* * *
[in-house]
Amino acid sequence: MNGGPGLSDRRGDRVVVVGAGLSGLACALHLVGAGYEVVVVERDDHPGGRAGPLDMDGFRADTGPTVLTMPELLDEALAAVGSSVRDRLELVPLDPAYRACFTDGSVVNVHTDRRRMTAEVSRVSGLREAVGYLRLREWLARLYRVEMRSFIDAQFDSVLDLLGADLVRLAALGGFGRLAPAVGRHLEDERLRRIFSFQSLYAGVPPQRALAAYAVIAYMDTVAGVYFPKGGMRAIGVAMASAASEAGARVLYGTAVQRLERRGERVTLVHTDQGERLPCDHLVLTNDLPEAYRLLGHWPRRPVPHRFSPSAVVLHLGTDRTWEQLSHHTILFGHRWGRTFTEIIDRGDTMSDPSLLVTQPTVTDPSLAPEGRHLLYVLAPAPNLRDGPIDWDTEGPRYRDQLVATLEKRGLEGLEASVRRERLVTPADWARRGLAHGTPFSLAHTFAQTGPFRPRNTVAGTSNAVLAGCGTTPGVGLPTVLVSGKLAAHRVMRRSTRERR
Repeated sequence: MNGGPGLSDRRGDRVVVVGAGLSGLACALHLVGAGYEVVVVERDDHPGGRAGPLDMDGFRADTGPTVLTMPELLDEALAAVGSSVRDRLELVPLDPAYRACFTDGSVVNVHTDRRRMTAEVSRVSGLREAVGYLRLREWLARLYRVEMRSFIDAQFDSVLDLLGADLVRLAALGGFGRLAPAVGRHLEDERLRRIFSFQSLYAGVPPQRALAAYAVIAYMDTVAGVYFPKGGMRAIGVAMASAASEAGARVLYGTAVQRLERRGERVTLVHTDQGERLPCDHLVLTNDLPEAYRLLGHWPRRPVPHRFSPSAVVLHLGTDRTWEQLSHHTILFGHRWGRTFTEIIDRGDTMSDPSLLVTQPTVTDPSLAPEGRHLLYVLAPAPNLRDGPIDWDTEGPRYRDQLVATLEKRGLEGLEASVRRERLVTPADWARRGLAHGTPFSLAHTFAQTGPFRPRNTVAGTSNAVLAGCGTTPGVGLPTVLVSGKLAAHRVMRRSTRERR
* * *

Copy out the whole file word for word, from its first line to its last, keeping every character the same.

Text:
[in-house]
Amino acid sequence: MNGGPGLSDRRGDRVVVVGAGLSGLACALHLVGAGYEVVVVERDDHPGGRAGPLDMDGFRADTGPTVLTMPELLDEALAAVGSSVRDRLELVPLDPAYRACFTDGSVVNVHTDRRRMTAEVSRVSGLREAVGYLRLREWLARLYRVEMRSFIDAQFDSVLDLLGADLVRLAALGGFGRLAPAVGRHLEDERLRRIFSFQSLYAGVPPQRALAAYAVIAYMDTVAGVYFPKGGMRAIGVAMASAASEAGARVLYGTAVQRLERRGERVTLVHTDQGERLPCDHLVLTNDLPEAYRLLGHWPRRPVPHRFSPSAVVLHLGTDRTWEQLSHHTILFGHRWGRTFTEIIDRGDTMSDPSLLVTQPTVTDPSLAPEGRHLLYVLAPAPNLRDGPIDWDTEGPRYRDQLVATLEKRGLEGLEASVRRERLVTPADWARRGLAHGTPFSLAHTFAQTGPFRPRNTVAGTSNAVLAGCGTTPGVGLPTVLVSGKLAAHRVMRRSTRERR
Repeated sequence: MNGGPGLSDRRGDRVVVVGAGLSGLACALHLVGAGYEVVVVERDDHPGGRAGPLDMDGFRADTGPTVLTMPELLDEALAAVGSSVRDRLELVPLDPAYRACFTDGSVVNVHTDRRRMTAEVSRVSGLREAVGYLRLREWLARLYRVEMRSFIDAQFDSVLDLLGADLVRLAALGGFGRLAPAVGRHLEDERLRRIFSFQSLYAGVPPQRALAAYAVIAYMDTVAGVYFPKGGMRAIGVAMASAASEAGARVLYGTAVQRLERRGERVTLVHTDQGERLPCDHLVLTNDLPEAYRLLGHWPRRPVPHRFSPSAVVLHLGTDRTWEQLSHHTILFGHRWGRTFTEIIDRGDTMSDPSLLVTQPTVTDPSLAPEGRHLLYVLAPAPNLRDGPIDWDTEGPRYRDQLVATLEKRGLEGLEASVRRERLVTPADWARRGLAHGTPFSLAHTFAQTGPFRPRNTVAGTSNAVLAGCGTTPGVGLPTVLVSGKLAAHRVMRRSTRERR